and Senegal (Figure 5). While formal sector employment
did grow in Sub-Saharan Africa over the past two decades,
this job growth has simply not kept pace with population
growth, resulting in fewer opportunities in the formal labour
market for the increasing numbers of Africa’s young school
and university graduates.
Where Africans are employed in the formal sector, this
employment tends to be in smaller-sized firms with
limited resources to invest in upskilling and reskilling
opportunities (Figure 7). In addition, a sizeable number
of Africans continue to work in the informal economy

on family farms and in urban self-employment – usually
sectors where the skills of the newly secondary or tertiary
educated are least value-adding and, particularly in rural
areas, where they often least aspire to work.5 This limited
success in capitalizing on its existing education investment
to date goes to the heart of the region’s relatively poor
performance on the Forum’s Human Capital Index
(Figure 2).
At the same time, large numbers of African employers are
citing inadequately skilled workforces as a major constraint
to business expansion (Figure 8). This points to a double
bind. In addition to the mismatch between the number of
educated young people seeking jobs and the availability of
formal, high-quality jobs, there is the added constraint of
young people being inadequately prepared for such roles.
Closer dialogue between education providers and industry
is needed to align and optimize the region’s demand and
supply of skills.6 Additionally, the continent’s employers
and educators need better tools to enable them to better
understand labour markets’ new and emerging skills
requirement

Closing Africa’s data gap to close its skills gap
Reliable and timely data on the structure of employment
and skills in Sub-Saharan Africa is difficult to obtain. There
is scarce information on the number of existing jobs, of
newly created jobs, and of unfilled vacancies in specific
sectors, undermining efforts to systematically assess
and develop the continent’s skills base.7 To produce
this Executive Briefing, a wide range of traditional and
innovative data sources were consulted to provide the most
complete picture possible. Nevertheless, initiatives aimed
at closing skills gaps can only be so effective if they are
hampered by parallel data gaps. To maximize opportunities
to build future skills, initiatives aimed directly at improving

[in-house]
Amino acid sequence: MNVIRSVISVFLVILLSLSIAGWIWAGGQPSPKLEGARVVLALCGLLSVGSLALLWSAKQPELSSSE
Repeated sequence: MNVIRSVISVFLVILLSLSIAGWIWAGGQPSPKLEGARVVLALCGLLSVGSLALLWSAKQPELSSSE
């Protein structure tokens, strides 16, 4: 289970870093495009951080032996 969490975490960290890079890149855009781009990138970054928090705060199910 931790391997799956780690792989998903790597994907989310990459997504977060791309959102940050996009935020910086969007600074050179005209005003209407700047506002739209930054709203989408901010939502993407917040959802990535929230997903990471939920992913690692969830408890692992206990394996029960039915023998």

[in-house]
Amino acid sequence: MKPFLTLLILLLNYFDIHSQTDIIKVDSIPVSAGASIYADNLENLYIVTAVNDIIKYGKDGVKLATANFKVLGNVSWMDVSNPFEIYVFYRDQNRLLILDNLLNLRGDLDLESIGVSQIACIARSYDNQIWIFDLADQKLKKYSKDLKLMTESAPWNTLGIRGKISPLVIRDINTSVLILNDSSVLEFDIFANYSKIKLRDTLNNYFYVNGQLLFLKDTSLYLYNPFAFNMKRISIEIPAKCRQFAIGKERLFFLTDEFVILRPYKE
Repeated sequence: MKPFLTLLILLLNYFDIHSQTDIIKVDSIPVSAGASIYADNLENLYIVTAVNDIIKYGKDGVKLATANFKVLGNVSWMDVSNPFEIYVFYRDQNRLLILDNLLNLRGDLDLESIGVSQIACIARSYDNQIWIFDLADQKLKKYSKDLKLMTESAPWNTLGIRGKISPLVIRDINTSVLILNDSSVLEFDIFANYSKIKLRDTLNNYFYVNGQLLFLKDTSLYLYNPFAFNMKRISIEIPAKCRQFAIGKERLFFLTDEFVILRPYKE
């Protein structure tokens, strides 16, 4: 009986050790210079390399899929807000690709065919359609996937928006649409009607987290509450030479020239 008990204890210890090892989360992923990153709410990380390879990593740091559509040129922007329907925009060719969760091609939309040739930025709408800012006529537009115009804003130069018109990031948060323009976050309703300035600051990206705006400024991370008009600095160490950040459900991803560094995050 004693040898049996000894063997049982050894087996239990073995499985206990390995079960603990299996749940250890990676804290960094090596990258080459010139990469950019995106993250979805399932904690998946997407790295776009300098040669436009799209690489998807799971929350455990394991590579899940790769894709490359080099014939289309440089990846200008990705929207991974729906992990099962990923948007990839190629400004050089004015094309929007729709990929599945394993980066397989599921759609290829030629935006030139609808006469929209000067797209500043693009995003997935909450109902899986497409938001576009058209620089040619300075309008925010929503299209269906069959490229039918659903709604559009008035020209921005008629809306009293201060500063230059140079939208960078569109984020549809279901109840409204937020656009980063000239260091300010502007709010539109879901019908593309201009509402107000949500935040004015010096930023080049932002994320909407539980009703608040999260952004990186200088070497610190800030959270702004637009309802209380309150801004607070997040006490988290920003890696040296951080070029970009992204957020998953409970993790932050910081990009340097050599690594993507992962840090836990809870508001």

data collection—including on work in the region’s informal
sector8—are also needed. This need not mean simply
copying methods used in other countries.9 Instead, African
governments, with the help of private sector stakeholders,
have an opportunity to develop tailored approaches
to understanding the region’s evolving skills base and
emerging jobs scenarios. Limited data also hinders deeper
understanding of gender gaps across the region, as many
African economies lack data on progression of women
across higher-skilled and senior roles, making it hard to
gain a more nuanced understanding of both halves of the
region’s talent.

 

 

The future of jobs
An estimated 15 to 20 million increasingly well-educated
young people are expected to join the African workforce
every year for the next three decades. Delivering the
quality jobs to match in order to fully leverage the
continent’s demographic opportunity is set to be one of
Sub-Saharan Africa’s defining challenges over the coming
years. Simultaneously, the Fourth Industrial Revolution
will interact with a range of additional socio-economic
and demographic factors affecting the region, resulting in
major disruptions to labour markets, growth in wholly new
occupations, new ways of organizing and coordinating
work, new skills requirements in all jobs and new tools to
augment workers’ capabilities (Figure 14).
Sub-Saharan Africa stands at a crossroads regarding its
future development path, with a range of opportunities
to invest in its skills base, leveraging existing strengths
to increase local value-add across a broad range of
industries. Investment in specialist skills and local talent
in the building and construction trades due to rapid
urbanization and a continent-wide need for infrastructure
development is one obvious example. Additional demand
for specialist skills and local talent in consumer industries
such as agriculture, food and beverages, home and
personal care, apparel and transport and automotive,
expanding rapidly due to the region’s growing population,
is another.13 As the Fourth Industrial Revolution unfolds,
Sub-Saharan Africa is also poised to develop new business
models on the basis of these technologies.14 Innovations
such as mobile payments systems like M-Pesa in financial
services, the use of drones for last mile delivery in
transportation and logistics and the development of a wide
range of digital applications tailored to Africa’s continued
importance and unique strengths in agriculture point to the
growth of these new aspects in the region’s economy.15
What is likely to be the jobs impact of these changes?
Much as in more economically advanced world regions,
concerns have recently been raised regarding the potential